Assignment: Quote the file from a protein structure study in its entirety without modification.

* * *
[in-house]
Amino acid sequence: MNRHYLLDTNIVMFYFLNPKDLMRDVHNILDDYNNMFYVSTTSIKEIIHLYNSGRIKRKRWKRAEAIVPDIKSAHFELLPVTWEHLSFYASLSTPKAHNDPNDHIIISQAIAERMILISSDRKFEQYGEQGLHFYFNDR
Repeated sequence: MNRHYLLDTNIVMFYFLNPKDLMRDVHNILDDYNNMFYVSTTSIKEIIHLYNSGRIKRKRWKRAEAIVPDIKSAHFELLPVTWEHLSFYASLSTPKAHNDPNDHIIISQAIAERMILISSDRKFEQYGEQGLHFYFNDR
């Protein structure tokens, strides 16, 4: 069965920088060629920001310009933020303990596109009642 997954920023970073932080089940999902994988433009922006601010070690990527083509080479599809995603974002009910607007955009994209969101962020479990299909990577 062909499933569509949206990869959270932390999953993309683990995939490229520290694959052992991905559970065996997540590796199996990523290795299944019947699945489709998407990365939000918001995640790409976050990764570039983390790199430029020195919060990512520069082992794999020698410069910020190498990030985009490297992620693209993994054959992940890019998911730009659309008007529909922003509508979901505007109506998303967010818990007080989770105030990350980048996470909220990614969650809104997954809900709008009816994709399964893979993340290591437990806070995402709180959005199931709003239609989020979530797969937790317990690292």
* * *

[in-house]
Amino acid sequence: MNRHYLLDTNIVMFYFLNPKDLMRDVHNILDDYNNMFYVSTTSIKEIIHLYNSGRIKRKRWKRAEAIVPDIKSAHFELLPVTWEHLSFYASLSTPKAHNDPNDHIIISQAIAERMILISSDRKFEQYGEQGLHFYFNDR
Repeated sequence: MNRHYLLDTNIVMFYFLNPKDLMRDVHNILDDYNNMFYVSTTSIKEIIHLYNSGRIKRKRWKRAEAIVPDIKSAHFELLPVTWEHLSFYASLSTPKAHNDPNDHIIISQAIAERMILISSDRKFEQYGEQGLHFYFNDR
């Protein structure tokens, strides 16, 4: 069965920088060629920001310009933020303990596109009642 997954920023970073932080089940999902994988433009922006601010070690990527083509080479599809995603974002009910607007955009994209969101962020479990299909990577 062909499933569509949206990869959270932390999953993309683990995939490229520290694959052992991905559970065996997540590796199996990523290795299944019947699945489709998407990365939000918001995640790409976050990764570039983390790199430029020195919060990512520069082992794999020698410069910020190498990030985009490297992620693209993994054959992940890019998911730009659309008007529909922003509508979901505007109506998303967010818990007080989770105030990350980048996470909220990614969650809104997954809900709008009816994709399964893979993340290591437990806070995402709180959005199931709003239609989020979530797969937790317990690292």